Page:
We have a lot of room to improve, and hopefully we pick up where we left off at the end of last season.

Q. What's it like to game plan and go against a player like Darren Sproles now that you see him in practice each and every day?

BILL DAVIS: I'm so glad he's in practice and not in the real games. He was a great addition. I was so happy when we got him. I know he's not a defensive weapon but offensively, he took a lot of our attention when he was in the game because he’s a mismatch on linebackers and safeties. He's just so quick and so good in space and just a great fit for our space offense.

This offense really makes you defend the width and depth much the field and when you have players like Shady and now Darren, you've got another weapon in space that makes it that much tougher to defend. I'm glad he's on our team.

Q. Is this the best opportunity you've had as a coordinator to show what you can do? I remember when you got hired last year, you said I understand there are reservations about me. Do you feel more in a position to show all your capabilities this year?

BILL DAVIS: Absolutely, and one thing, I think the biggest misconception, me as a coordinator in San Francisco and you judge me as a coordinator alone in Arizona, and it's not that way. Success or failure is not mine. It's ours.

I've got a great staff. Not that I wasn't part of good staffs before, but this staff is really a great veteran teaching staff. It's all of us that have the success. It's all of us that turned it last year. It's all of us that grew the foundation and it will be this year, also.

It is not me and my defense. It is the Philadelphia Eagle defense. A lot of people go into it.

And I'm very excited about being in my role with this group.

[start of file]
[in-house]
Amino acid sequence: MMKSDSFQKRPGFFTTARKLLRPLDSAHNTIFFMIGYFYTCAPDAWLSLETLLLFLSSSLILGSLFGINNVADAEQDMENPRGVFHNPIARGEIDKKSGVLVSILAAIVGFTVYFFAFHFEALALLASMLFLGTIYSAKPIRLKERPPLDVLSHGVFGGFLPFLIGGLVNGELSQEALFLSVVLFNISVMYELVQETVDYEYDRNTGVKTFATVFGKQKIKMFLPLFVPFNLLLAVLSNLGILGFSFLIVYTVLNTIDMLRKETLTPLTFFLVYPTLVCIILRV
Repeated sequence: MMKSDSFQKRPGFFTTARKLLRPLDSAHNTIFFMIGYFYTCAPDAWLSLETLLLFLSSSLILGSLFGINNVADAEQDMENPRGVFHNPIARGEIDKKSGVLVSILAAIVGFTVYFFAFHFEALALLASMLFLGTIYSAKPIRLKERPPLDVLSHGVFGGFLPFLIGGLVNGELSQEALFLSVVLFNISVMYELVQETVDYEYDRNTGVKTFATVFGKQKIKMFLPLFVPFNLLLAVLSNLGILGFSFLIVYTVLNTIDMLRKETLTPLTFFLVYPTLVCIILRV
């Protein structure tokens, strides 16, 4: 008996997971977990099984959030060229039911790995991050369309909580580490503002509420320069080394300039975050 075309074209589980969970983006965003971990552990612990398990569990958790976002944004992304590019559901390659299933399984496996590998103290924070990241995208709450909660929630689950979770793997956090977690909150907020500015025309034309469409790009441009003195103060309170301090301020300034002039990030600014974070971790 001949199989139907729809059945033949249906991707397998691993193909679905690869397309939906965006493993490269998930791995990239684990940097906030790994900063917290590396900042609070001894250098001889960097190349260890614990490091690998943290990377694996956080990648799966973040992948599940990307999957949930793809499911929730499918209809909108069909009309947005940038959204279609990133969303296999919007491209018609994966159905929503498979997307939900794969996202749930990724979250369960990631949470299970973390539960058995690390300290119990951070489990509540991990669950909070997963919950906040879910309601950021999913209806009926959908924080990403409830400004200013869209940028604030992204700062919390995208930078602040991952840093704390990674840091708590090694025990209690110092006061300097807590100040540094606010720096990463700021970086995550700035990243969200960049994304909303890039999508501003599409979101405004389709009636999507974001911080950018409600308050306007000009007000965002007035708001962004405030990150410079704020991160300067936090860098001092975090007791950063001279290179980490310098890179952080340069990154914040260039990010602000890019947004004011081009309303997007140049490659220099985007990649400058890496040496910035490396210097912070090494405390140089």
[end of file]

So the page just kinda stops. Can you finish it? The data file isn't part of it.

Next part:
Q. Is there a person, when you imagine your ideal defensive squad, how close to it is this? Do you have that in your mind of what a Billy Davis defense would look like?

BILL DAVIS: Yes, but I'm very hesitant to call it a ‘Billy Davis defense.’ I really don't believe that. I believe because it's all of us collectively making decisions on game plans, it's collectively making decisions on personnel, and it's not just me in a little box in my world. It's us. So I don't like identifying it that way.

Q. Is Jaylen Watkins going to get any looks at safety?

BILL DAVIS: Right now one of the reasons we picked him, he's a very versatile player. We want to start him out at corner and see where he is at corner and see the skill set he has and want to look him at nickel. Those are two corner-world positions.

He's got a very high football IQ and as he digests those two positions, I think we can grow him to where he could play safety if we needed him to and depending how the roster plays out; we love the versatility in his skill set.

Q. You mentioned that not a lot of teams play the two-gap 3-4 now, when you met with Chip and got the job, why was that the direction and what are the advantages?

BILL DAVIS: Well, a lot of it has to do with stopping Chip's offense in the spread. But they make you leave the box, and when you're in the 4 3, it's much harder. You don't have as much versatility to handle the bubbles and the width. When you're in the 3-4 with the two standup outside backers, you can expand your defense.

So the 3-4 really fits not only what he's doing; it's also my history and the majority of what I've done. It's what worked best at Oregon. We combined all  we just kind of sat down and kind of collectively said what's the best for the Philadelphia Eagles and the division we play in and how we want to go forward, and the 3-4 is by far what we feel most comfortable with.